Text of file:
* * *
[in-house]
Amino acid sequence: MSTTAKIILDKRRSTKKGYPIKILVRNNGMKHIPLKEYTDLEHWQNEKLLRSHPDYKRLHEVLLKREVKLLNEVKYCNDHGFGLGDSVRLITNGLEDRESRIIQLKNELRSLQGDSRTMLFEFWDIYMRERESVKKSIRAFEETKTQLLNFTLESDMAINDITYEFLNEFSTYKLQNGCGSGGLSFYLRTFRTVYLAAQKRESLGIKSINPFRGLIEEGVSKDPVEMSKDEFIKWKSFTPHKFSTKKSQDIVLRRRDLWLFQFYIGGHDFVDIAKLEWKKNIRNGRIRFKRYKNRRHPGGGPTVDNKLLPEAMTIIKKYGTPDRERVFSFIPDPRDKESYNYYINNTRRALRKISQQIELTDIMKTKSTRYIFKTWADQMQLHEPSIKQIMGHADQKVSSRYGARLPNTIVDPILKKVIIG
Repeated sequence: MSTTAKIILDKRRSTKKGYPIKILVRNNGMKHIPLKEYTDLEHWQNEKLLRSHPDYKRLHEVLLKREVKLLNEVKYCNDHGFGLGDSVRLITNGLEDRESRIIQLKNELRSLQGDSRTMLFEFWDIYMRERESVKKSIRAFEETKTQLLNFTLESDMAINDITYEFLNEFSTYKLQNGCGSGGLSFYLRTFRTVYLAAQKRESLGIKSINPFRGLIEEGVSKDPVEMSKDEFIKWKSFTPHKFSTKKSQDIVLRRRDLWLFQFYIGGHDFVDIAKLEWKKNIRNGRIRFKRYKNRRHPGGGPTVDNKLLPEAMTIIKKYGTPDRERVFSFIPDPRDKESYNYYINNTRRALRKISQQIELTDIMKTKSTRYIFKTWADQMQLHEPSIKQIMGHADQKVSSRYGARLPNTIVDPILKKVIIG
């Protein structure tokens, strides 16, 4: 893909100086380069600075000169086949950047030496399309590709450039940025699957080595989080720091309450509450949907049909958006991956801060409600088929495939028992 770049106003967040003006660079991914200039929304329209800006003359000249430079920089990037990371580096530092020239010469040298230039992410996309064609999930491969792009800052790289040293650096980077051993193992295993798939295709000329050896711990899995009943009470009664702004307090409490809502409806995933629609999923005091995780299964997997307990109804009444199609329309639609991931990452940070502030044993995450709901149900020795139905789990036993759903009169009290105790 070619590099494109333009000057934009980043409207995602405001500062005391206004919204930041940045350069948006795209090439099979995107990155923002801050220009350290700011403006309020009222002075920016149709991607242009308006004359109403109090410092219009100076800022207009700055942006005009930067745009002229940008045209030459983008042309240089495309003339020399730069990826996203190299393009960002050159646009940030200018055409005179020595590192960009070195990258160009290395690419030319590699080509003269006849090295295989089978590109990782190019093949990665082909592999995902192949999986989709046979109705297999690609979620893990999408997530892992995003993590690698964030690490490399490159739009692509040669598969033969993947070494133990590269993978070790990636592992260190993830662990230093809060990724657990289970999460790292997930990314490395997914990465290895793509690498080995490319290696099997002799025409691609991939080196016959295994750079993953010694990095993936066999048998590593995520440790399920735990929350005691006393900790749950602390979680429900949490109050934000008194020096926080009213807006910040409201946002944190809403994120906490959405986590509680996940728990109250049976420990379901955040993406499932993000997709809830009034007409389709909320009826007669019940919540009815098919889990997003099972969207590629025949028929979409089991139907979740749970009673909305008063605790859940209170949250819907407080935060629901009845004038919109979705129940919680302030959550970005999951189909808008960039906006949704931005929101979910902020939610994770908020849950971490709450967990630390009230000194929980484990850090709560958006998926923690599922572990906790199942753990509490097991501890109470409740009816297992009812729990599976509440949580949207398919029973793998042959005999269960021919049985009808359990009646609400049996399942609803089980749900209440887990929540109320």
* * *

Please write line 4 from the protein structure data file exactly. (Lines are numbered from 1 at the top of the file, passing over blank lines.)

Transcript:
């Protein structure tokens, strides 16, 4: 893909100086380069600075000169086949950047030496399309590709450039940025699957080595989080720091309450509450949907049909958006991956801060409600088929495939028992 770049106003967040003006660079991914200039929304329209800006003359000249430079920089990037990371580096530092020239010469040298230039992410996309064609999930491969792009800052790289040293650096980077051993193992295993798939295709000329050896711990899995009943009470009664702004307090409490809502409806995933629609999923005091995780299964997997307990109804009444199609329309639609991931990452940070502030044993995450709901149900020795139905789990036993759903009169009290105790 070619590099494109333009000057934009980043409207995602405001500062005391206004919204930041940045350069948006795209090439099979995107990155923002801050220009350290700011403006309020009222002075920016149709991607242009308006004359109403109090410092219009100076800022207009700055942006005009930067745009002229940008045209030459983008042309240089495309003339020399730069990826996203190299393009960002050159646009940030200018055409005179020595590192960009070195990258160009290395690419030319590699080509003269006849090295295989089978590109990782190019093949990665082909592999995902192949999986989709046979109705297999690609979620893990999408997530892992995003993590690698964030690490490399490159739009692509040669598969033969993947070494133990590269993978070790990636592992260190993830662990230093809060990724657990289970999460790292997930990314490395997914990465290895793509690498080995490319290696099997002799025409691609991939080196016959295994750079993953010694990095993936066999048998590593995520440790399920735990929350005691006393900790749950602390979680429900949490109050934000008194020096926080009213807006910040409201946002944190809403994120906490959405986590509680996940728990109250049976420990379901955040993406499932993000997709809830009034007409389709909320009826007669019940919540009815098919889990997003099972969207590629025949028929979409089991139907979740749970009673909305008063605790859940209170949250819907407080935060629901009845004038919109979705129940919680302030959550970005999951189909808008960039906006949704931005929101979910902020939610994770908020849950971490709450967990630390009230000194929980484990850090709560958006998926923690599922572990906790199942753990509490097991501890109470409740009816297992009812729990599976509440949580949207398919029973793998042959005999269960021919049985009808359990009646609400049996399942609803089980749900209440887990929540109320």